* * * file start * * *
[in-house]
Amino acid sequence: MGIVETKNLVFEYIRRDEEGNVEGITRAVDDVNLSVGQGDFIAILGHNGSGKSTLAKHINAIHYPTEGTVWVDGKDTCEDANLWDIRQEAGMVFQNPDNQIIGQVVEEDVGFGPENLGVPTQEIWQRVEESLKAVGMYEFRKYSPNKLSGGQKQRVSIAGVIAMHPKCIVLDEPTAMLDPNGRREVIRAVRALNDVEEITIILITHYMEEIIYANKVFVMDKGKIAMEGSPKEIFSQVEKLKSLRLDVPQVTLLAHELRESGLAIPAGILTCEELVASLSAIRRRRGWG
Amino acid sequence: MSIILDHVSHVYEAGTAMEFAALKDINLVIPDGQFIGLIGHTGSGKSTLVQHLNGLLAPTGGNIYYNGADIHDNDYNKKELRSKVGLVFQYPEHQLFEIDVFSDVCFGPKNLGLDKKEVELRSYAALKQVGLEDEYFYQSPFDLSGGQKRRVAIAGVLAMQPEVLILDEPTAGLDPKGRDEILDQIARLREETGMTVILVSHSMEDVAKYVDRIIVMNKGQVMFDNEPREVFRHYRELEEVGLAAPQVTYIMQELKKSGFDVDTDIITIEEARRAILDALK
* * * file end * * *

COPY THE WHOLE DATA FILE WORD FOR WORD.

[in-house]
Amino acid sequence: MGIVETKNLVFEYIRRDEEGNVEGITRAVDDVNLSVGQGDFIAILGHNGSGKSTLAKHINAIHYPTEGTVWVDGKDTCEDANLWDIRQEAGMVFQNPDNQIIGQVVEEDVGFGPENLGVPTQEIWQRVEESLKAVGMYEFRKYSPNKLSGGQKQRVSIAGVIAMHPKCIVLDEPTAMLDPNGRREVIRAVRALNDVEEITIILITHYMEEIIYANKVFVMDKGKIAMEGSPKEIFSQVEKLKSLRLDVPQVTLLAHELRESGLAIPAGILTCEELVASLSAIRRRRGWG
Amino acid sequence: MSIILDHVSHVYEAGTAMEFAALKDINLVIPDGQFIGLIGHTGSGKSTLVQHLNGLLAPTGGNIYYNGADIHDNDYNKKELRSKVGLVFQYPEHQLFEIDVFSDVCFGPKNLGLDKKEVELRSYAALKQVGLEDEYFYQSPFDLSGGQKRRVAIAGVLAMQPEVLILDEPTAGLDPKGRDEILDQIARLREETGMTVILVSHSMEDVAKYVDRIIVMNKGQVMFDNEPREVFRHYRELEEVGLAAPQVTYIMQELKKSGFDVDTDIITIEEARRAILDALK